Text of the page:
Alex Ferguson is an unusually intelligent man with a compelling life story. He runs the Manchester United Football players with a rod of iron, but is universally respected for his managerial style and for the way he cares for the welfare of his players. Here he talks about his tough upbringing in Govan, his strong political convictions, his own playing days and then the shift to management which has resulted in his becoming a legend in his lifetime. He also talks of his constant battle to relieve the pressure suffered by his young players as they become showbiz personalities. Manchester United have a massive network of fans throughout the world - this book is sure to be in great demand.
Hodder & Stoughton Ltd
Publisher and industry reviews
UK Kirkus review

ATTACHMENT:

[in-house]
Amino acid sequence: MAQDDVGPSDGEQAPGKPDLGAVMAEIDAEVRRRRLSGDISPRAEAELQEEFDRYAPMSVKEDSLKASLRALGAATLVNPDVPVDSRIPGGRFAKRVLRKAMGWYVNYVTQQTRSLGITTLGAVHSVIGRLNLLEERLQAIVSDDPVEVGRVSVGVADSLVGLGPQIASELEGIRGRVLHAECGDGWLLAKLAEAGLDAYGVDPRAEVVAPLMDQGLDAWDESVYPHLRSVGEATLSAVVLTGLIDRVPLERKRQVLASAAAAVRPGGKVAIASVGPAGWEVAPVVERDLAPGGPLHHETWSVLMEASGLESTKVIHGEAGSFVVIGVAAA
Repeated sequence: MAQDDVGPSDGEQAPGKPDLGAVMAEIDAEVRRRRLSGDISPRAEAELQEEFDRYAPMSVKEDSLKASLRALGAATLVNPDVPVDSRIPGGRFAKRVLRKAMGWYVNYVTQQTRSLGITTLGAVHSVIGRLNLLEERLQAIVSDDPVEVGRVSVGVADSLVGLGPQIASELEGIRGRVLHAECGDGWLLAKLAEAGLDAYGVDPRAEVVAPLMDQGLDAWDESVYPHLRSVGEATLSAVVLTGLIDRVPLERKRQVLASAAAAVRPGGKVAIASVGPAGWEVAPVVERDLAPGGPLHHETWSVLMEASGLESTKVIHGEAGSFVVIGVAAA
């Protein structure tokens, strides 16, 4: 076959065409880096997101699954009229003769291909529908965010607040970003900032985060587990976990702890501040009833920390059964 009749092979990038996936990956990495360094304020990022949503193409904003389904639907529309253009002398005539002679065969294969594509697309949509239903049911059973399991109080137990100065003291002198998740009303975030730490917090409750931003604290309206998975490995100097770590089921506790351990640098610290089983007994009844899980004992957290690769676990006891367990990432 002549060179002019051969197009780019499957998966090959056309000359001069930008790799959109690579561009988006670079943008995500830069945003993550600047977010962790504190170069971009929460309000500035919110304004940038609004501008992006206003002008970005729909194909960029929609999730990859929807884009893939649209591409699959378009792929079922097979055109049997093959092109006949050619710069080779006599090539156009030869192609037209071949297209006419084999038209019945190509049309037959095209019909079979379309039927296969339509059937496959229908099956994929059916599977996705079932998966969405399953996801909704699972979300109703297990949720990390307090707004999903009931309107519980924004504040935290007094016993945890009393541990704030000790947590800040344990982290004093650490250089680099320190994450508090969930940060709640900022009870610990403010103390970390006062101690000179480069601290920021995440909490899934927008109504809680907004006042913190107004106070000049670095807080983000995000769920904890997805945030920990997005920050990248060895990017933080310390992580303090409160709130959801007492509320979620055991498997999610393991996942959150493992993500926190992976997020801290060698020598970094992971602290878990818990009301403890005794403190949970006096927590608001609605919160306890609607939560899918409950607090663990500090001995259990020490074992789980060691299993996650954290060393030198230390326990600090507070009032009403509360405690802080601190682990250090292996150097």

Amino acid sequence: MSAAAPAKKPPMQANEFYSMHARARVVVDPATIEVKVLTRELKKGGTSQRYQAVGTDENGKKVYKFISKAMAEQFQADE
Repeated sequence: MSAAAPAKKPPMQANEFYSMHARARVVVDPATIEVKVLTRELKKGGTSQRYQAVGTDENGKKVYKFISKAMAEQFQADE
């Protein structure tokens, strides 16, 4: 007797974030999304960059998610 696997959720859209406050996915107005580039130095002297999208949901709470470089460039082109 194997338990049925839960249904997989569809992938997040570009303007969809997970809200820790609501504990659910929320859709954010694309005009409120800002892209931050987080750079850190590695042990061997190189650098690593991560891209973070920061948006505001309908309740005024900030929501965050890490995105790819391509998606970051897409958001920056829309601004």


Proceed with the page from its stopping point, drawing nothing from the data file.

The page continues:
The finest manager the British game has ever had tells his own story, with the extremely capable help of Hugh McIlvanney. An average playing career has been followed for Alex Ferguson by a glorious managerial career in both Scotland and England which has seen him win every domestic trophy, The now-defunct European Cup Winners Cup (twice) and, famously, the European Cup. The book is centred on that astonishing night in May 1999 when Manchester United won the Champions League to clinch a unique Treble (also featuring the domestic title and the FA Cup). Ferguson is proud of his triumphs, but he is also proud of his roots in Glasgow, and tells of his difficulties with the religious divides of the city (his marriage crosses the barriers) and his battles as a union steward in the Clyde shipyards, as well as his playing and early managerial traumas before hitting the big-time at Aberdeen. This story is personal and political, football and human. Yet he can be a strange one. After preaching the value of loyalty, he exposes the problems he had with his chairman, with his assistant manager and with some of his players - and those concerned have since voiced their upset at the treatment. This is not the only time that Ferguson comes across as exceptionally ruthless. The message that this is a man not to be crossed is plain. Amongst football's higher echelons, this autobiography is peerless, easily rising above the usual anodyne offerings, not bad for a man with a day job like his. (Kirkus UK)
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